Lovecraftian / Weird Fiction Author of the Week: Stephen Mark Rainey

Welcome to the eighth installment of my “Author of the Week”! Every Sunday, I post about a Weird Fiction and/or Lovecraftian author that I think more readers should know about. If you have suggestions, please email me at .

This week’s author is Stephen Mark Rainey.  (He’ll be on today’s LIVE Lovecraft eZine Video Show as well!  Watch here at 6pm ET.)

I asked him five questions:

Please tell us about yourself — as much or as little as you’d like to say.

I’m an old-fart-in-training, rapidly closing in on the real deal. I’m 55-ish; divorced but now in the best relationship of my life; an avid geocacher (see if you have any questions about what that is); and proprietor of Chateau Le Chat in Greensboro, NC. By day, I work for The Mailbox Magazine, producer of educational resources for teachers; by night, I create recipes for flambéing friends, neighbors, enemies, strangers, transients, adults, and children of all ages.

How and why did you begin writing?

From the time I was a wee lad, I was interested in telling stories. In elementary school, I always had some yarn to spin, usually embellished a bit. Okay, more than a bit. I grew up on The Outer Limits, The Twilight Zone, Dark Shadows, Night Gallery, and countless horror/science-fiction movies from the 50s and 60s. I began reading and enjoying scary stories at an early age, starting with juvenile tales and moving up to adult stories before a lot of kids could comprehend a few consecutive sentences. This stuff often scared the crap out of me, and I felt it incumbent upon me to spread that fear around in whatever way I could. Sometimes that was via artwork — I went to college anticipating working in the art field, as a matter of fact — and sometimes it was a short story I made up. Sometimes I combined the art and writing, in early (if quite awful) attempts at graphic novels, long before I ever heard that term. Over time, my devotion to writing began to overshadow my interest in art; only so many hours in the day, don’t you know.

In college, I discovered the work of H. P. Lovecraft, and that sewed it up right there. Within a few years, I was writing and publishing horror stories on a regular basis, not to mention editing Deathrealm magazine. Writing horror has been of the great loves of my adult life, and though I know some writers despise labels, I will happily and unabashedly proclaim myself a “horror writer.” Yes, I occasionally write something “other,” but nothing I write is absent a certain fear factor. That’s just the way I dance.

What is it about Lovecraftian horror and Weird Fiction that appeals to you?

I’ve told this story a thousand times, but for me, it’s a pivotal thing that must be credited. As a kid, living in a relatively rural, wooded area, I was scared to death by the whippoorwills that hollered outside my house at night. Their songs were eerie and wistful, and something about them touched my deepest, most fearful nerves. I couldn’t imagine this noise came from innocuous little birds; they must be ghostly, other-worldly things. These sounds, combined with images from the scary movies and TV shows that lingered in my mind, produced a profound fear of unknown things in the darkness. Years later, for a period when I was in college at the University of Georgia in Athens, I lived in a house out in the sticks that I shared with five other people. A friend of mine had given me a bunch of paperbacks of HPL’s stories, and on the night I started reading them, I was alone in the house — a very rare thing, that. HPL’s vivid descriptions of old, eerie settings — especially in “The Dunwich Horror” and “Dreams in the Witch House” — brought home a sense of familiarity, of dark beauty, that I remembered so well from my childhood home (where my mom still lives and which I still call home). On that lonely night in Athens, GA, for the first time since I was a kid, I began to feel that same fear of the unknown in the dark. It was the Whippoorwill Effect all over again, and I was permanently smitten. It’s had a hold on me ever since.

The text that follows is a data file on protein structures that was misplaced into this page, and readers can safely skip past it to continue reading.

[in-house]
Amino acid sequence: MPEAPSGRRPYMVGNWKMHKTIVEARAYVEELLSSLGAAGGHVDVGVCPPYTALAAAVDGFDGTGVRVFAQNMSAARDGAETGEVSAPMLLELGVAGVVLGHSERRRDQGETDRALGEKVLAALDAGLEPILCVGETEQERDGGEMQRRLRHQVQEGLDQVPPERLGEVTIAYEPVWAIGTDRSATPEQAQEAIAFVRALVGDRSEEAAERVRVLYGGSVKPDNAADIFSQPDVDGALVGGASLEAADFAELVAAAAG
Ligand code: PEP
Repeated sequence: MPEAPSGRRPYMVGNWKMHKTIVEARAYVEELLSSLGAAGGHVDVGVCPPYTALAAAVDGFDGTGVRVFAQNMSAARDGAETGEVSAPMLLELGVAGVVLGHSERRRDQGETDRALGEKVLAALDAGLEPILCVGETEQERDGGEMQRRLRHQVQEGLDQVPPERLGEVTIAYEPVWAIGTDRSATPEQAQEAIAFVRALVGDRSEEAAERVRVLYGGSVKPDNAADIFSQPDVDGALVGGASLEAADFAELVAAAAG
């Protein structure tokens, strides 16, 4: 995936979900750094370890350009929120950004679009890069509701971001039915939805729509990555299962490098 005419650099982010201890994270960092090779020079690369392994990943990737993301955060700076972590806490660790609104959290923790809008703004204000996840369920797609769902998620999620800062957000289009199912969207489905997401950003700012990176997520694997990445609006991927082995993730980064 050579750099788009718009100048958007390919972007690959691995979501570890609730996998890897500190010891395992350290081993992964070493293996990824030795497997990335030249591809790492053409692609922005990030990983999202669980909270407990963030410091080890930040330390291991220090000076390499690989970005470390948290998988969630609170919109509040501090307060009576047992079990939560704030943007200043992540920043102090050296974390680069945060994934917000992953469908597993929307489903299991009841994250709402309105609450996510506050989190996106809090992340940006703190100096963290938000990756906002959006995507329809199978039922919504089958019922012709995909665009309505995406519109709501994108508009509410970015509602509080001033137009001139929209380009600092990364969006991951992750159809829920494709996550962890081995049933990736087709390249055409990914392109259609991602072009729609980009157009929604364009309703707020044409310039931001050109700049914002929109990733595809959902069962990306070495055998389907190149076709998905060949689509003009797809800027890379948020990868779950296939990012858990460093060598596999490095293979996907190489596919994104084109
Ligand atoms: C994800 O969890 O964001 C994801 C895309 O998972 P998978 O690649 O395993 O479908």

Which of your books do you recommend that readers begin with?

Other Gods is likely the best sampler of my short tales, particularly if you’re looking for Lovecraft- or Cthulhu Mythos–inspired fiction. For readers who prefer to jump straight into a novel, I’d recommend Blue Devil Island, which begins as a straightforward historical novel but becomes a chronicle of the influence of eldritch forces in the remote Pacific during WWII. As much personal bias as possible aside, I’d call it my most successful novel to date, combining my deep interest in WWII history with Lovecraftian horror. Reviewers have been very kind to it, and a couple of WWII vets have complimented its authenticity. For me, it was a real labor of love; I think it all came together in just the right proportion.

Would you list your Lovecraftian books?

Short story collections:



The Gods of Moab (Kindle edition only; 2013)

Thanks to Mark for answering my questions!  By the way, he’ll be on today’s LIVE Lovecraft eZine Talk Show, at 6:00pm Eastern time (5pm Central, 3pm Pacific).  You can watch the show LIVE at that time, here.

(Previous “Authors of the Week”: Richard Gavin, Molly Tanzer,William Holloway, Brian Hodge, Elizabeth Bear, Don Webb, Nathan Ballingrud.)

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